Thursday, January 22, 2015

On Sandboxes Growing Into Special Snowflakes

The debate around Special Snowflakery has taken some interesting turns. For one Courtney counterposes what I think is an over-narrow definition of the Special Snowflake setting (and lumps in the heavy-handed/railroady elements that I also dislike) to what he may think is my over-broad and likely murky definition. The principled disagreement is all fine and good, I learned things and got a chance to clarify my own thoughts. 

Strangely, a number of people both on these posts and on Google Plus seem to raise counter-points that I not only agree with whole-heartedly but have been central features of the six-plus years of the Hill Cantons campaign—and a re-occuring thread in the posts here about that play. Small is beautiful, less is more, and that play should drive what is vital in a setting world are all things that I have written about—not as abstract principle—but as part of my own observations about where the players and I where taking the sandbox campaign over the years.

Further the discussion made me think hard about whether or not my campaign world was itself a special snowflake. I mean sure in many ways its a very traditional D&D game: the mechanical baseline is a mostly untouched B/X clone and most all play revolves around micro-site underground exploration. All roads lead to the dungeon is a running and not inaccurate (and terribly funny) joke in the Hill Cantons.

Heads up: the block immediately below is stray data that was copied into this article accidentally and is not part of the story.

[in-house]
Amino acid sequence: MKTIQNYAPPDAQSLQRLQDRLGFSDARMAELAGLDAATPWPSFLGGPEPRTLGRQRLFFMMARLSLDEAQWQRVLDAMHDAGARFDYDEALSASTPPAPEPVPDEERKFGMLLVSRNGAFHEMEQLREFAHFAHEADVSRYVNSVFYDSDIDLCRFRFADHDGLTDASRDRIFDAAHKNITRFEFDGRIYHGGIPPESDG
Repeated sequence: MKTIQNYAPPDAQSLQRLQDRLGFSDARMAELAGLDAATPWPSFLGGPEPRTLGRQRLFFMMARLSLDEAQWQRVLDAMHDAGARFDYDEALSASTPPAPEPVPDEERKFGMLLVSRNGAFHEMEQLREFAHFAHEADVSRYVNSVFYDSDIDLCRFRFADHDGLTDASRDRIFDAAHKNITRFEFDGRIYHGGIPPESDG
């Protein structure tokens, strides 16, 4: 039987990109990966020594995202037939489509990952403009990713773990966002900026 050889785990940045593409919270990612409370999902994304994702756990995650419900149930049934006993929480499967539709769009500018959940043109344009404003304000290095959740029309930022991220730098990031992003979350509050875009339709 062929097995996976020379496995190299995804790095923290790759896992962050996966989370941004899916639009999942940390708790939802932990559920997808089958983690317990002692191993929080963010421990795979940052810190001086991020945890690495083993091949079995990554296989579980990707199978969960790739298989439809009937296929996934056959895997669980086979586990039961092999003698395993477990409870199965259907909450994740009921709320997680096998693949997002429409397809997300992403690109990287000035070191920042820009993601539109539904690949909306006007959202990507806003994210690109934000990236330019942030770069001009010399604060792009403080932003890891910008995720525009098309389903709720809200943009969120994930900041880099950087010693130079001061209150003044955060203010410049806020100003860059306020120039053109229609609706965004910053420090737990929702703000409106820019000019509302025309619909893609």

But it has had any number of grand experiments (pointcrawls of all stripes, domain-level play, stupid player classes, etc) and it has grown up with a steady accumulation of highly personalized setting details—up to and including the hubris of actually inflicting that hubris on the world through publishing the Slumbering Ursine Dunes. It's hard to not admit in the end that it has very much evolved into the most special of snowflakes.

How a simple barebones sandbox grows into that whole other thing is an interesting open question and one tied to the zig-zagging actions of the players. Tazrun, a PC thief, dies and the party wants to raise him from the dead so they decide to break out of what has been the geographic delimited campaign zone and go to the big city. Then that big city, half-ruined Kezmarok in my case, becomes a whole new arena for the players—and then itself gets dropped for a wilderness clearing new phase. The world and its details start accreting.

I would hazard a guess that it mirrors other folks sure but steady building up from the ground floor (and yes this is your place to chime in about that experience).

Obviously I speak best to my own experience. Fortunately for me that experience rather well documented over the years here. Doubling back to my indexing project I can kill two birds with one stone.

The Road to Snowflake Perdition
I am tempted to skip right over this as vaguely embarrassing but it all started here, my very first post for a blog that was intended just to be a campaign clearinghouse. The campaign was nothing but a few terse setting dress lines. A skippable but relevant post. 

Five sessions and a month in and I am already pushing at the limits of what I had intended to be a plotless West Marches. Still I apologize for worldbuilding impulses. The links here are wonderful, some classics in the thinking of sandbox campaigning in neo-old school circles of the time.

I try to have my West Marches cake and other quasi-plotted elements too by introducing hare-brained and baroque mechanics to keep me supposedly grounded. Some ideas I have kept with me, like the general dynamic of creating just-in-time mystery but most dropped.